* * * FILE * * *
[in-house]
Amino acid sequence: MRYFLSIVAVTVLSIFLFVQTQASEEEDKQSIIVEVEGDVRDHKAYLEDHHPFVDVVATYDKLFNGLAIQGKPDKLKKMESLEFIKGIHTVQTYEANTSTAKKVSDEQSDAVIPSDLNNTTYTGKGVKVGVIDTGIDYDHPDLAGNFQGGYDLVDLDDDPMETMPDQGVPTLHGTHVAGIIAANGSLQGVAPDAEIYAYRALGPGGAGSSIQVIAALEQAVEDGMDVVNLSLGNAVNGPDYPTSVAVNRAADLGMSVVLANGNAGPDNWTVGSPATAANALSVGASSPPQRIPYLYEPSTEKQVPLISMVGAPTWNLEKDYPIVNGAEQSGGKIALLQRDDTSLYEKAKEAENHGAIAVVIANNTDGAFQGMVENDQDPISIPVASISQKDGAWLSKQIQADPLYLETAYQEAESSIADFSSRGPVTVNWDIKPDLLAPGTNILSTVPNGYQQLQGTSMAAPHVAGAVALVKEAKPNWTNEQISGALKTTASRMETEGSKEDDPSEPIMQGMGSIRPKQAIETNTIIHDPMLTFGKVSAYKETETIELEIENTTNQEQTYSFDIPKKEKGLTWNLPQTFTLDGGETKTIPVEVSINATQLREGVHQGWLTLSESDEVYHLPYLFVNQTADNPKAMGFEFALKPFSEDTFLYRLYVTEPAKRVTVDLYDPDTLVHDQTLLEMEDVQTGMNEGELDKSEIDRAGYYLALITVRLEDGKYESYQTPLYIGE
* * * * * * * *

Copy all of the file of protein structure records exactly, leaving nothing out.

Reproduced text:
[in-house]
Amino acid sequence: MRYFLSIVAVTVLSIFLFVQTQASEEEDKQSIIVEVEGDVRDHKAYLEDHHPFVDVVATYDKLFNGLAIQGKPDKLKKMESLEFIKGIHTVQTYEANTSTAKKVSDEQSDAVIPSDLNNTTYTGKGVKVGVIDTGIDYDHPDLAGNFQGGYDLVDLDDDPMETMPDQGVPTLHGTHVAGIIAANGSLQGVAPDAEIYAYRALGPGGAGSSIQVIAALEQAVEDGMDVVNLSLGNAVNGPDYPTSVAVNRAADLGMSVVLANGNAGPDNWTVGSPATAANALSVGASSPPQRIPYLYEPSTEKQVPLISMVGAPTWNLEKDYPIVNGAEQSGGKIALLQRDDTSLYEKAKEAENHGAIAVVIANNTDGAFQGMVENDQDPISIPVASISQKDGAWLSKQIQADPLYLETAYQEAESSIADFSSRGPVTVNWDIKPDLLAPGTNILSTVPNGYQQLQGTSMAAPHVAGAVALVKEAKPNWTNEQISGALKTTASRMETEGSKEDDPSEPIMQGMGSIRPKQAIETNTIIHDPMLTFGKVSAYKETETIELEIENTTNQEQTYSFDIPKKEKGLTWNLPQTFTLDGGETKTIPVEVSINATQLREGVHQGWLTLSESDEVYHLPYLFVNQTADNPKAMGFEFALKPFSEDTFLYRLYVTEPAKRVTVDLYDPDTLVHDQTLLEMEDVQTGMNEGELDKSEIDRAGYYLALITVRLEDGKYESYQTPLYIGE